“Why are we learning about acids and bases?” my student once asked me.
“Well,” I said with confidence, “the chemistry of acids and bases underlie many important industrial and commercial applications…”
“No, how will I use it in my life,” my student interjected.
Okay, so maybe he wouldn’t enter into a science related career in the future, so I said, “well, I would remind you that you have your O Levels coming up next year, and if you don’t master this subject, you might have difficulties getting into the post-secondary education of your choice.”
He didn’t seem convinced. “How is it useful?” he asked.
“If you use it in your exams, isn’t it useful?” Slightly frustrated, I said, “If you aren’t finding it useful, that means you aren’t using it enough. I shall give you more homework then.”
Going home and thinking about this whole conversation, I realised that if I were to ask him, “why are you learning how to play this computer game? How is it useful?”; he will probably laugh my question off as ridiculous. There is a certain inherent joy sparked when a hobbyist plays a computer game, and that fuels an intrinsic motivation to get better at it. Can we harness this source of intrinsic motivation – the power of fun – to improve our classroom education?
That is the whole idea of gamification.
According to Wikipedia, “Gamification is the strategic attempt to enhance systems, services, organisations, and activities in order to create similar experiences to those experienced when playing games in order to motivate and engage users.” This is more difficult than it sounds, since computer games are strategically made by professional designers and even psychologists to capture the greatest attention and interest of the player.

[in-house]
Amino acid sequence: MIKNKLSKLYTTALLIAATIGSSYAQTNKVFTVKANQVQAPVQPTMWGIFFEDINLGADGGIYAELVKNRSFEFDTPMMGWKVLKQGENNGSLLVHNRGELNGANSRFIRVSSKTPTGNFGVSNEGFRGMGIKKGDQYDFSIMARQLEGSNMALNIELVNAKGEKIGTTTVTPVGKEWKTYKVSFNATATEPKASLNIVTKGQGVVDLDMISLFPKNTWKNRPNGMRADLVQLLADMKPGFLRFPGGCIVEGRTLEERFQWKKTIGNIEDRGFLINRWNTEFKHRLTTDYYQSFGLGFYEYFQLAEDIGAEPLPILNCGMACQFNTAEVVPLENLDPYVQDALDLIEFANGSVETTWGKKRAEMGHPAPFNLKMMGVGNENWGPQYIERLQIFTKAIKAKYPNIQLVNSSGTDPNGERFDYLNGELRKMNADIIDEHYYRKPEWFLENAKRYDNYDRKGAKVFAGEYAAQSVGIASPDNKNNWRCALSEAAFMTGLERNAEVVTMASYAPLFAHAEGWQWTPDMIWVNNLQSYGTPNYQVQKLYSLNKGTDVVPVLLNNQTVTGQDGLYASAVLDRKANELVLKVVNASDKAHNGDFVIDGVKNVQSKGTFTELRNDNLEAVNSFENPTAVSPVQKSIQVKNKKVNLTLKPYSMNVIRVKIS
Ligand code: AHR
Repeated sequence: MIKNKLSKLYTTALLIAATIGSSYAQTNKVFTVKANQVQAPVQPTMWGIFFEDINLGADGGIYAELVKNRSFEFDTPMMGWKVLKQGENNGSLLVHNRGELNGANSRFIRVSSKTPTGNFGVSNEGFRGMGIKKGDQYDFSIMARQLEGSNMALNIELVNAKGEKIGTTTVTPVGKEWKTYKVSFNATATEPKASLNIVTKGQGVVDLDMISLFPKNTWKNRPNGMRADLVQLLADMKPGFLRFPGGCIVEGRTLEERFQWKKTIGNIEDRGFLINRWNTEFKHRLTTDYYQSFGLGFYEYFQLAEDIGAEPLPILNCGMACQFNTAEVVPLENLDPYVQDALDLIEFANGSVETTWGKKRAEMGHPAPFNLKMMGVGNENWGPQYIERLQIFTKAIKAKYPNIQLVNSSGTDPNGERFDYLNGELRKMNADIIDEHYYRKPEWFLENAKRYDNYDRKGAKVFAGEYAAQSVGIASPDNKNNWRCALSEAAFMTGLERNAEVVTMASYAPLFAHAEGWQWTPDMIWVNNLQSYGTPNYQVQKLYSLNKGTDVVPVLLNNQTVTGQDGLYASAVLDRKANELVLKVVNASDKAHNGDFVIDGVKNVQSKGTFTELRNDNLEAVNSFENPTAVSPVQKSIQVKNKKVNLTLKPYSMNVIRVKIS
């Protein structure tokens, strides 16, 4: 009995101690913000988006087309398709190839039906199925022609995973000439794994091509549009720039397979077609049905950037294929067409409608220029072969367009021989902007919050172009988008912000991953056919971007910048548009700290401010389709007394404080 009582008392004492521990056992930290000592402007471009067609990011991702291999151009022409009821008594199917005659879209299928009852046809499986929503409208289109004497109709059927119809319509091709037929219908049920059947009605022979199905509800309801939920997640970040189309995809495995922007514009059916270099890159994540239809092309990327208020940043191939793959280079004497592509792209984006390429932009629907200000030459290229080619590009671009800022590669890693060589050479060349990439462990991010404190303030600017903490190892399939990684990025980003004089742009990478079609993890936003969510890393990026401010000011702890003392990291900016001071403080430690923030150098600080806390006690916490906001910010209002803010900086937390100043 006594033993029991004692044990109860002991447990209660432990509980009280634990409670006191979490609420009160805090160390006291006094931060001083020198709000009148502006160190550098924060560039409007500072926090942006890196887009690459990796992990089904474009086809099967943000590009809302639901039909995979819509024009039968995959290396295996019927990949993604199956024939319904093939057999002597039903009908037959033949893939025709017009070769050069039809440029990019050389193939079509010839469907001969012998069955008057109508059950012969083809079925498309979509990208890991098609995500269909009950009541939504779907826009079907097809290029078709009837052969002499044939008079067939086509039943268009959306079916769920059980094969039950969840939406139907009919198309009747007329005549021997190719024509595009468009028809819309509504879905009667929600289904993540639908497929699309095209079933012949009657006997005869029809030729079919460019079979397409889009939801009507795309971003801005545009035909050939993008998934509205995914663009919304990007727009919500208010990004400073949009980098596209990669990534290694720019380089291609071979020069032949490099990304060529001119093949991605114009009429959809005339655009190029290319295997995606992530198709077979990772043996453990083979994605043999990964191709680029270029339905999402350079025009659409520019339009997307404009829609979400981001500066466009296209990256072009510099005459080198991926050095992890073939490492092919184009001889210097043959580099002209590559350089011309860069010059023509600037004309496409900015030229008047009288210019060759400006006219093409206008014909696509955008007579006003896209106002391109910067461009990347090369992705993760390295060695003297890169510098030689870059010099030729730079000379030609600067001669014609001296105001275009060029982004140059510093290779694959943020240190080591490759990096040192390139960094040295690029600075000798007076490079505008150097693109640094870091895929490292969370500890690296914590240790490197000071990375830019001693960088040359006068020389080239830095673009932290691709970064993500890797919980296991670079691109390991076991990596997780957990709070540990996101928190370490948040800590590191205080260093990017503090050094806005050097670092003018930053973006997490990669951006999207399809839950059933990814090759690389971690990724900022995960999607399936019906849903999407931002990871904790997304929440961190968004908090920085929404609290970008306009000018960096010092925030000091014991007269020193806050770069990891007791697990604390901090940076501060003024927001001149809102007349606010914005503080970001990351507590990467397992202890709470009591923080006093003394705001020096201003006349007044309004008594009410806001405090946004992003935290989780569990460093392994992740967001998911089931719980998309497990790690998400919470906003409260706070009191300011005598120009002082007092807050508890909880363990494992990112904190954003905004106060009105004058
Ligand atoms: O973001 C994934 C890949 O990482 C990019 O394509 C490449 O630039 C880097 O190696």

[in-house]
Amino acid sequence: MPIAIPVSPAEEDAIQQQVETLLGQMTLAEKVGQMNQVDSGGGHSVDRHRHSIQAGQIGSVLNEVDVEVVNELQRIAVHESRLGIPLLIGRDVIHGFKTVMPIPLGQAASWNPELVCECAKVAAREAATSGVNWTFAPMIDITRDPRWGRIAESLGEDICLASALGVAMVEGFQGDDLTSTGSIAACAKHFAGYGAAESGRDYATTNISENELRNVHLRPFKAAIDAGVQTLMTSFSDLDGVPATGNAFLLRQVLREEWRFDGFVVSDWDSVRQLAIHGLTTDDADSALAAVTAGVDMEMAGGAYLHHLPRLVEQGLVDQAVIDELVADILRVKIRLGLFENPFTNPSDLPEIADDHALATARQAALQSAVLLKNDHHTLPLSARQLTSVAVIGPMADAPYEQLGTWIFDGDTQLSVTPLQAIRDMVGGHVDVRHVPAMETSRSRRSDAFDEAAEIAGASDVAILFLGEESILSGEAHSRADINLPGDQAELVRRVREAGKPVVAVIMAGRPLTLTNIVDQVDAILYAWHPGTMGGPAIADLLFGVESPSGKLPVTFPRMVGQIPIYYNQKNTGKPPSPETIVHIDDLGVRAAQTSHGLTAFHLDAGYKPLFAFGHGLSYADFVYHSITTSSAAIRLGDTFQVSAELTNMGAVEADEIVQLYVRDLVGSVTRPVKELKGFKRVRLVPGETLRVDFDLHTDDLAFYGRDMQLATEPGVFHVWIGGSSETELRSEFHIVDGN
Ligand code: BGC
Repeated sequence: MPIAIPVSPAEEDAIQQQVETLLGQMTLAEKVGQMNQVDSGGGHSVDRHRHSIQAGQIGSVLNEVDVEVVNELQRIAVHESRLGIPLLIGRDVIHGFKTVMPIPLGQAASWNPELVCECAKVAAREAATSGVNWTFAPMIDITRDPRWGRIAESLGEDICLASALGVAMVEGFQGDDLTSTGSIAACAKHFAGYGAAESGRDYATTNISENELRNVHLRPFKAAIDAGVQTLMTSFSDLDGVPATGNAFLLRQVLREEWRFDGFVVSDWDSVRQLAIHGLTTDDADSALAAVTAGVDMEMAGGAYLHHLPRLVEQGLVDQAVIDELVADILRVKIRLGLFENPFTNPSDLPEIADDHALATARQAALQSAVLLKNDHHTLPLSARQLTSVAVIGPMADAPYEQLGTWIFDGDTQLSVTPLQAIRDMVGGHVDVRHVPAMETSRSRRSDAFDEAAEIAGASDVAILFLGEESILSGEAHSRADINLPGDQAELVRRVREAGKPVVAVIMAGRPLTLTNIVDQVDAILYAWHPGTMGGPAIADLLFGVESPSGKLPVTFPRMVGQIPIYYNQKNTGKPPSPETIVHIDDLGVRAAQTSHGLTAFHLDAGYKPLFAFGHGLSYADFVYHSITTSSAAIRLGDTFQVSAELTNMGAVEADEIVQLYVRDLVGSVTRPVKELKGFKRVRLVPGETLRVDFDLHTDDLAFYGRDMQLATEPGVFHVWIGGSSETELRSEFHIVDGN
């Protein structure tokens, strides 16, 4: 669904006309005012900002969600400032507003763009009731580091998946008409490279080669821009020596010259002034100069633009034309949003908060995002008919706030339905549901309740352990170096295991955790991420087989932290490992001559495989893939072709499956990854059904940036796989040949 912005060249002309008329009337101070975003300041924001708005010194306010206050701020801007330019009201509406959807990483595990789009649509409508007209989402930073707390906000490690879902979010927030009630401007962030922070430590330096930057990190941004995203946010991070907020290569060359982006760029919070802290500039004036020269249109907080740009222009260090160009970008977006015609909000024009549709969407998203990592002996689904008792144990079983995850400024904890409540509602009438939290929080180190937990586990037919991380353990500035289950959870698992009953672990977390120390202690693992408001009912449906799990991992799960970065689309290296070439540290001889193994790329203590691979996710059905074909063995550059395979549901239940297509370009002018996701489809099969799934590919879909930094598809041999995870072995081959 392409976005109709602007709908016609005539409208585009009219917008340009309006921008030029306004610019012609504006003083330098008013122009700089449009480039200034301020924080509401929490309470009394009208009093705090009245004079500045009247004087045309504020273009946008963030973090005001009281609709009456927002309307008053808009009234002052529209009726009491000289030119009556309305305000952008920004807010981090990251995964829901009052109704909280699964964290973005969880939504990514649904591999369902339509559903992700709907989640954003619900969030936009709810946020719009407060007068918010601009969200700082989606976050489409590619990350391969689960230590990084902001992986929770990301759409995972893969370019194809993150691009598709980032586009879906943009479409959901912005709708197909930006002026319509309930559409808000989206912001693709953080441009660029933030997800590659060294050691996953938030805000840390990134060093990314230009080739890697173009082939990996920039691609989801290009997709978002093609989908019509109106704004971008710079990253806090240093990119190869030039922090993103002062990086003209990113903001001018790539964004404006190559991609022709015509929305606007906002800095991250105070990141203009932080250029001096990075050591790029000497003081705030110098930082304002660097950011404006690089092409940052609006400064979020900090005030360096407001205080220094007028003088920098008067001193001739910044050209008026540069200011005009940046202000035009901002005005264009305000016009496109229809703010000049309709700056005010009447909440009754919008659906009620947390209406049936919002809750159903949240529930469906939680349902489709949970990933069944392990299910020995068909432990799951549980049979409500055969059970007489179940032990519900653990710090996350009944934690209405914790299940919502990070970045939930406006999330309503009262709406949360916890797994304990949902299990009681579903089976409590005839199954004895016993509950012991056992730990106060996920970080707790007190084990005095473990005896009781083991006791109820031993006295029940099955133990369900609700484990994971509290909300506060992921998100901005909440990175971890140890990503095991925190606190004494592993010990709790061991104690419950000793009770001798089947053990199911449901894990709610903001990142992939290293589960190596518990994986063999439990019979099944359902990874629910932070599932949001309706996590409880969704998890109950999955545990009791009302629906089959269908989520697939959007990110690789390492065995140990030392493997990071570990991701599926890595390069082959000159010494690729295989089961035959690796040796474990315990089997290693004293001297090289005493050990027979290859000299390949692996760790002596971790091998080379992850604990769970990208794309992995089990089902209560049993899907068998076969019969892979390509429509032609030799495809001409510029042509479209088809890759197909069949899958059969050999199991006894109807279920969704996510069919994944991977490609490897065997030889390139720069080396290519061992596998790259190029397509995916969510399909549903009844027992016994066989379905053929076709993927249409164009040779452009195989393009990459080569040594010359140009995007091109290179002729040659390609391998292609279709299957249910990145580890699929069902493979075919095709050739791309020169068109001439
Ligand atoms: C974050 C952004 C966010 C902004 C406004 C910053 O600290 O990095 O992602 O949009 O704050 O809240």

Of course, we can never expect a classroom lesson on stoichiometry to be as engaging as a Call of Duty game, but we can insert subtle gamification techniques into our lessons. Splitting classrooms up into teams and having competitive quizzes through platforms like Kahoot is one way. This method of gamification involves the concepts of challenge and reward – students are engaged with a challenging quiz with rewards for good performance, thus incentivising classroom participation.
Gamification can be conducted in more subtle ways though. Setting goals for students to achieve can be one way. These goals need not always be raw scores in examinations, but can be general goals of improvement. Positive marking – rewarding students for each correct point answered, is also more encouraging to students than negative marking (deducting marks for missing answers and points).
One other method would be role-playing. The most successful video games – The Legend of Zelda, Call of Duty, Civilisation V, etc., all involve role-playing of some sort, playing the role of a character in a coherent storyline as the backdrop. We can co-opt this idea for our classroom lessons, getting students to play the role of scientists trying to design an experiment, engineers trying to solve a problem… the possibilities are endless, and it also ties in nicely to the idea of transforming STEM education into one focused on creative thinking and problem solving.
However, the most important criterion that will make gamification successful is interaction between teacher and student. Often, the most frustrating thing for students is wanting to improve, but not knowing how to improve due to barriers in communication between student and teacher. With regular communication and accessible feedback channels between educators and students, student morale can be kept up and learners kept encouraged to best themselves in studying!